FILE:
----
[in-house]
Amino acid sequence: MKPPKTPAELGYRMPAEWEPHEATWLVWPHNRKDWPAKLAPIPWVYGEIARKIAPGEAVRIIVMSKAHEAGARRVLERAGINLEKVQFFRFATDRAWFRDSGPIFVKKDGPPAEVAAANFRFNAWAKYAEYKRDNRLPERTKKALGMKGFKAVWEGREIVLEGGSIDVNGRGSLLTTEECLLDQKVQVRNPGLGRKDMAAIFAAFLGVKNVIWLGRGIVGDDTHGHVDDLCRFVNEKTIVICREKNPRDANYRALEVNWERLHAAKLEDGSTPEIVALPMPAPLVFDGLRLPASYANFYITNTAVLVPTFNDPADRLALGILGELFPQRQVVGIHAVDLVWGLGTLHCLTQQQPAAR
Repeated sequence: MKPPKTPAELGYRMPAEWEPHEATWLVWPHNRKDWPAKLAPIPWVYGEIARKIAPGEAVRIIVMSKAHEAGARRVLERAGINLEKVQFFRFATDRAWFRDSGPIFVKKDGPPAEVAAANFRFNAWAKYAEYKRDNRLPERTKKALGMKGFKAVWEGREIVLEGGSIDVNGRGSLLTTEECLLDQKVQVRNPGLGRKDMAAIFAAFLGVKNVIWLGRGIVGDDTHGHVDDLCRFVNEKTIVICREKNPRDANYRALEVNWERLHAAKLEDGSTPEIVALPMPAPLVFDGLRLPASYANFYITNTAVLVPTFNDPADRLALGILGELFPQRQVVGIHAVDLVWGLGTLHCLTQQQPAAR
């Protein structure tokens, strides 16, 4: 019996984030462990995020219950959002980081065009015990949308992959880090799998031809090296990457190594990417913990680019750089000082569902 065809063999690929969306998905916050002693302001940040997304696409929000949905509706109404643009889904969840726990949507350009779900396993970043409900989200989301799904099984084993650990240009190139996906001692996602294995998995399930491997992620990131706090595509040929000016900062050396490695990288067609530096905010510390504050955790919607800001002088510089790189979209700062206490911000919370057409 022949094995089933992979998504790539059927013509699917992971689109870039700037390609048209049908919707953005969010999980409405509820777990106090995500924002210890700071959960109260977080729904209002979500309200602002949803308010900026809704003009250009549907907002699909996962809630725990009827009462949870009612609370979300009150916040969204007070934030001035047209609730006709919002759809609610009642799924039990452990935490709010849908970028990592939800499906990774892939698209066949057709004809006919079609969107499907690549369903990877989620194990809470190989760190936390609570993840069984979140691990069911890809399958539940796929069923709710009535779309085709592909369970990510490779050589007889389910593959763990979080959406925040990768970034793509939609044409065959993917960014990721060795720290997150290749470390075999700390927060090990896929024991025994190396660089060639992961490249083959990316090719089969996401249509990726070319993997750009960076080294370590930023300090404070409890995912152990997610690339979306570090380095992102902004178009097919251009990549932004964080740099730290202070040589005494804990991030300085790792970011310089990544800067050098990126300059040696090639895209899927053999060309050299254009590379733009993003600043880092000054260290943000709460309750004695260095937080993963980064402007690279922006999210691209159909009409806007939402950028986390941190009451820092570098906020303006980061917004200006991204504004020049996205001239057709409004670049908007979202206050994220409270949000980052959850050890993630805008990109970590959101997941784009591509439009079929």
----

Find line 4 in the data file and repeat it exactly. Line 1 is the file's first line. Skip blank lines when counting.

């Protein structure tokens, strides 16, 4: 019996984030462990995020219950959002980081065009015990949308992959880090799998031809090296990457190594990417913990680019750089000082569902 065809063999690929969306998905916050002693302001940040997304696409929000949905509706109404643009889904969840726990949507350009779900396993970043409900989200989301799904099984084993650990240009190139996906001692996602294995998995399930491997992620990131706090595509040929000016900062050396490695990288067609530096905010510390504050955790919607800001002088510089790189979209700062206490911000919370057409 022949094995089933992979998504790539059927013509699917992971689109870039700037390609048209049908919707953005969010999980409405509820777990106090995500924002210890700071959960109260977080729904209002979500309200602002949803308010900026809704003009250009549907907002699909996962809630725990009827009462949870009612609370979300009150916040969204007070934030001035047209609730006709919002759809609610009642799924039990452990935490709010849908970028990592939800499906990774892939698209066949057709004809006919079609969107499907690549369903990877989620194990809470190989760190936390609570993840069984979140691990069911890809399958539940796929069923709710009535779309085709592909369970990510490779050589007889389910593959763990979080959406925040990768970034793509939609044409065959993917960014990721060795720290997150290749470390075999700390927060090990896929024991025994190396660089060639992961490249083959990316090719089969996401249509990726070319993997750009960076080294370590930023300090404070409890995912152990997610690339979306570090380095992102902004178009097919251009990549932004964080740099730290202070040589005494804990991030300085790792970011310089990544800067050098990126300059040696090639895209899927053999060309050299254009590379733009993003600043880092000054260290943000709460309750004695260095937080993963980064402007690279922006999210691209159909009409806007939402950028986390941190009451820092570098906020303006980061917004200006991204504004020049996205001239057709409004670049908007979202206050994220409270949000980052959850050890993630805008990109970590959101997941784009591509439009079929």